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Tim vows to please the Japanese 08 Sep, 2019 / 3 comments

Over at PAX West, a thing which was going on last week, Double Fine was on hand to show off Psychonauts 2. Judging by this preview on Shacknews, Double Fine was giving the same demo they were giving back at E3, resulting in said preview offering exactly zilch in the new information department.

But despite the fact that Shacknews has let all of you down in a very personal way, PAX West wasn't a washout. That's because those stalkers at Destructoid chased Tim all around the expo until he "consented" to be interviewed at length. With a gun pressed against his cheek, Tim talks about all sorts of juicy stuff, like the fact the Microsoft acquisition is still an ongoing affair, the unclear fate of Double Fine's publishing arm, hints about the studio's post-Psychonauts 2 project, and how he really feels about virtual reality, now that the cameras are off and Rhombus of Ruin is Old News. And then there's this observation:

I love the Switch, and a lot of people at Double Fine are huge Nintendo fans and I think we always have been and will be. Early on in my career, Super Mario 64 was obviously very influential for me. And it always felt weird that I feel like I just cannot sell a game in Japan. Japanese games people would come to visit at LucasArts and they would look at Grim Fandango and they'd be like "Are these characters done?" One of them actually said that. I was like "Yeah, that's the final art," and he was like "They don't have skin." I always thought that we had very Japanese sensibility in our love of design and love of character. But, I guess our taste and aesthetic are more American than I realized. Some day we'll have a game that Japanese people will like.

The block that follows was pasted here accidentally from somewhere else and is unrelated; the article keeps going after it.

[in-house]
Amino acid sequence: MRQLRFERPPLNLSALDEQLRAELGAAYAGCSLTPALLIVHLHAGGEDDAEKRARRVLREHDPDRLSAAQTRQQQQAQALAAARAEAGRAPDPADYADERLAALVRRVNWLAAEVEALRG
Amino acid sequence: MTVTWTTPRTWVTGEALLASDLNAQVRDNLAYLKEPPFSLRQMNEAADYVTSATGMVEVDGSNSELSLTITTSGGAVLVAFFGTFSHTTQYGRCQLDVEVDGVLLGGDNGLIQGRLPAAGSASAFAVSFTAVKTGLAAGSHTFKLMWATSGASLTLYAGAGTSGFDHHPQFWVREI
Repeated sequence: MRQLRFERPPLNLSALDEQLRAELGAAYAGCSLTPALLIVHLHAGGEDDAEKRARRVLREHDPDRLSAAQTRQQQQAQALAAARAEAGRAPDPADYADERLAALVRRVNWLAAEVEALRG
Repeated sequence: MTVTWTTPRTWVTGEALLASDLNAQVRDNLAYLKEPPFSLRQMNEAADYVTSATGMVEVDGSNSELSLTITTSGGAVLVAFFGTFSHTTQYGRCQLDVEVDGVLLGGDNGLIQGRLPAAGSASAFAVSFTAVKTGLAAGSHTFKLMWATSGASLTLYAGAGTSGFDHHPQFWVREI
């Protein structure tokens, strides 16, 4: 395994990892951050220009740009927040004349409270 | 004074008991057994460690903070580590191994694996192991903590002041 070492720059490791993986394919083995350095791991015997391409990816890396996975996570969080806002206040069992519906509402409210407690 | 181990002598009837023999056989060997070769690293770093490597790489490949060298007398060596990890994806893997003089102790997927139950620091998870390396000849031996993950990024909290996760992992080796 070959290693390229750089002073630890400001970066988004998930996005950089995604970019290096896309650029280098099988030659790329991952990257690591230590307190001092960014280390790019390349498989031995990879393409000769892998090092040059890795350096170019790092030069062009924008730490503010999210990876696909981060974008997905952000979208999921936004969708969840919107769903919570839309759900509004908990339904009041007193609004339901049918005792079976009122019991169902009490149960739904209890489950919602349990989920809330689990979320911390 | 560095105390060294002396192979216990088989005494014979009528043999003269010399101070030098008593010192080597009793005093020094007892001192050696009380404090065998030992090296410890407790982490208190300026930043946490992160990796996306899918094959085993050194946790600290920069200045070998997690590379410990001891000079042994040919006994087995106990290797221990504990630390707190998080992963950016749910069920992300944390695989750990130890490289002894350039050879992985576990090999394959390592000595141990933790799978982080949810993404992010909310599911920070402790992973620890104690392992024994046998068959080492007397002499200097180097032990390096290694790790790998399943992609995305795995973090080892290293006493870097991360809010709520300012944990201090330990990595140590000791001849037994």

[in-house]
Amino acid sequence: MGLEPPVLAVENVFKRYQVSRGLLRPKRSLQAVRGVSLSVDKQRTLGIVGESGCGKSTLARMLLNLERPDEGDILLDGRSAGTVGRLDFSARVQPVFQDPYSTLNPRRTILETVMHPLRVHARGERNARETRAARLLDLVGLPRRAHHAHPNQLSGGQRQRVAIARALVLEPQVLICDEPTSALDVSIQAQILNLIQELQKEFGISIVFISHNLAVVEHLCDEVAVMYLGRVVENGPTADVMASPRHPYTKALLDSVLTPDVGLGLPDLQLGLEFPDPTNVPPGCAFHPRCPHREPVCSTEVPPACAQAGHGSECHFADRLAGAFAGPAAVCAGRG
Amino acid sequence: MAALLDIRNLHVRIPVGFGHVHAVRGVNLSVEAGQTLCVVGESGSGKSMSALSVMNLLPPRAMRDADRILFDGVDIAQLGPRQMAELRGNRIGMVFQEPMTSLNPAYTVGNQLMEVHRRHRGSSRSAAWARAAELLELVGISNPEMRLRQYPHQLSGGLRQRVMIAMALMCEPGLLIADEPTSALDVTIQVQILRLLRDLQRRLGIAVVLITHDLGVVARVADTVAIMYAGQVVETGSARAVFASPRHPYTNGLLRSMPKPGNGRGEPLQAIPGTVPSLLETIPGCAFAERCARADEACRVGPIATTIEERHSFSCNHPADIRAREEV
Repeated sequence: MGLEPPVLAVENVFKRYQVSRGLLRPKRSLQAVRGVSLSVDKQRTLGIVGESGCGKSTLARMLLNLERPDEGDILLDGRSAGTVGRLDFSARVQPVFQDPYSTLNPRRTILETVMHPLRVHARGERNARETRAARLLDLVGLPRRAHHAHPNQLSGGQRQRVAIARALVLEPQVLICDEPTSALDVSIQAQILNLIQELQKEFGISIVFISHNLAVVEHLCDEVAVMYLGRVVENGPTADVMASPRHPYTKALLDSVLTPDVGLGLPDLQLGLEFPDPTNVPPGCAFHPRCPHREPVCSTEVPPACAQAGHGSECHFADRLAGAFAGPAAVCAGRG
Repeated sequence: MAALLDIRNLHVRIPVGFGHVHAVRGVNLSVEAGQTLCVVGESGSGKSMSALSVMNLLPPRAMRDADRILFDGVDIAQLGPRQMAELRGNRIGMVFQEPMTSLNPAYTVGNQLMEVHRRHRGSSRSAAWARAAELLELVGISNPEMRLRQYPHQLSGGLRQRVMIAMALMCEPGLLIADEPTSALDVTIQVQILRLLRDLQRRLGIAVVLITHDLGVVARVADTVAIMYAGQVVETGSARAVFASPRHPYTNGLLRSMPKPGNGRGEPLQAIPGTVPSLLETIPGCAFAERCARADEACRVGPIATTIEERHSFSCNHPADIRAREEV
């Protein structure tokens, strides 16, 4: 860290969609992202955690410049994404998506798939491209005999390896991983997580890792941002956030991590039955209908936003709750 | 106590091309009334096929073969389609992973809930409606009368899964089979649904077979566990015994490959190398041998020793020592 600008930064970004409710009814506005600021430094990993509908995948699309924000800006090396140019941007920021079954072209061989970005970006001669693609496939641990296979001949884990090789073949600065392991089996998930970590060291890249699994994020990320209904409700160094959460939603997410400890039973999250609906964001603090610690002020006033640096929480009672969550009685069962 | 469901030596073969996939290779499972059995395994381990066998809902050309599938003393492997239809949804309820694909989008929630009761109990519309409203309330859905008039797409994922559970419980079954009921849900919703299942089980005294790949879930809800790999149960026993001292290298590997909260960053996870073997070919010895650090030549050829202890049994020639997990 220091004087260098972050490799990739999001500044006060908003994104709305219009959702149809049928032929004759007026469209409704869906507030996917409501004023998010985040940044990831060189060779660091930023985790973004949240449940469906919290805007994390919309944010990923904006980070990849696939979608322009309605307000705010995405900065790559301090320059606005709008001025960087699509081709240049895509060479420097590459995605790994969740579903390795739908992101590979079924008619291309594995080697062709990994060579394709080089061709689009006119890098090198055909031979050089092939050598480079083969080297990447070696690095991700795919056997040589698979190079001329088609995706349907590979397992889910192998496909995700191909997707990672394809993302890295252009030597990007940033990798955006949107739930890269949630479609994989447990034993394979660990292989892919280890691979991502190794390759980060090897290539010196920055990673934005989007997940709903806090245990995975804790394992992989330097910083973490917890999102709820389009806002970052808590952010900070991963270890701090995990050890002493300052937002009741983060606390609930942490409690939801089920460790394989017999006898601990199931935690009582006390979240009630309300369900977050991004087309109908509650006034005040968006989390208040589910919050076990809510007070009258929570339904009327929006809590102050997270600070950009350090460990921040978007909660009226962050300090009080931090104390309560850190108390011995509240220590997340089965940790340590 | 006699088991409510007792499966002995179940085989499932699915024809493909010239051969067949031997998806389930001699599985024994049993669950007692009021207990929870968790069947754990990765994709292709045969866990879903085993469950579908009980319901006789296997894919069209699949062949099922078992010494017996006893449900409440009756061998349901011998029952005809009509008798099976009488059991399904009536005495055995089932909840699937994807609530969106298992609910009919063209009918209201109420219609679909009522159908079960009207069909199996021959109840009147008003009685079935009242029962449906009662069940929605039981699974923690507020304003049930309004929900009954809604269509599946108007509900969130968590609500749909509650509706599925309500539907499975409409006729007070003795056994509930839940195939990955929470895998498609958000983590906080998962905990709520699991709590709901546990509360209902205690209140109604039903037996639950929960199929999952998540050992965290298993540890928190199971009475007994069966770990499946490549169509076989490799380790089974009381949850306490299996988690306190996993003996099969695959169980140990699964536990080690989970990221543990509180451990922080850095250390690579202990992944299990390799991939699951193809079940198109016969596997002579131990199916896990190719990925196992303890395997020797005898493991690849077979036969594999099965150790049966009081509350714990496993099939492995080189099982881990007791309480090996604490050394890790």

Why do you resist Tim, Japan? Why have you not read the full interview, everyone else?

3 Comments

  • Avatar
    Call me Squinky on 09 Sep, 2019, 13:40…
    I get that he was being pressured by the publishers, but i still feel like claiming he was excited about designing for VR when he really wasn't was kind of disingenuous (and i remember thinking at the time that it was weird that the first Psychonauts game in like 15 years was VR only, even with the sequel coming up). Even if there is publisher influence, saying you want your game to be in a specific medium only to later say you really didn't seems to be misinterpreting the situation a bit to the fans. Hopefully now that he has the funding/the whole "ms won't interfere" thing is true and he won't have to worry anymore about tailoring the project too much - other than having to stick to Xbox exclusivity sometimes, i guess.
  • Avatar
    Melancholick on 08 Sep, 2019, 21:43…

    Kroms

    That's funny. As someone whose entire experience of the US comes from books, movies, American friends, etc., I've always found Double Fine *especially* to be very American, very West Coast. Even "Costume Quest" felt that way.



    That's fascinating, especially given that I think CQ would be considered a kind of quintessential mashup of East Coast/Midwestern Halloween culture. The carnival and corn maze, combined with the country-fried neighborhood celebrations... you do see some of that in the Pacific Northwest, but it always "read" as a lovely cherry-picking of the holiday at large.

    Of course, that said: I can't quantify *why* a game like Headlander does feel like it's embedded in American West Coast culture, but it is absolutely that.

  • Avatar
    Kroms on 08 Sep, 2019, 08:46…
    That's funny. As someone whose entire experience of the US comes from books, movies, American friends, etc., I've always found Double Fine *especially* to be very American, very West Coast. Even "Costume Quest" felt that way.

    Great interview. I've not been keeping up with Double Fine and now there's suddenly a whole slew of interesting stuff to play. Lucky me.

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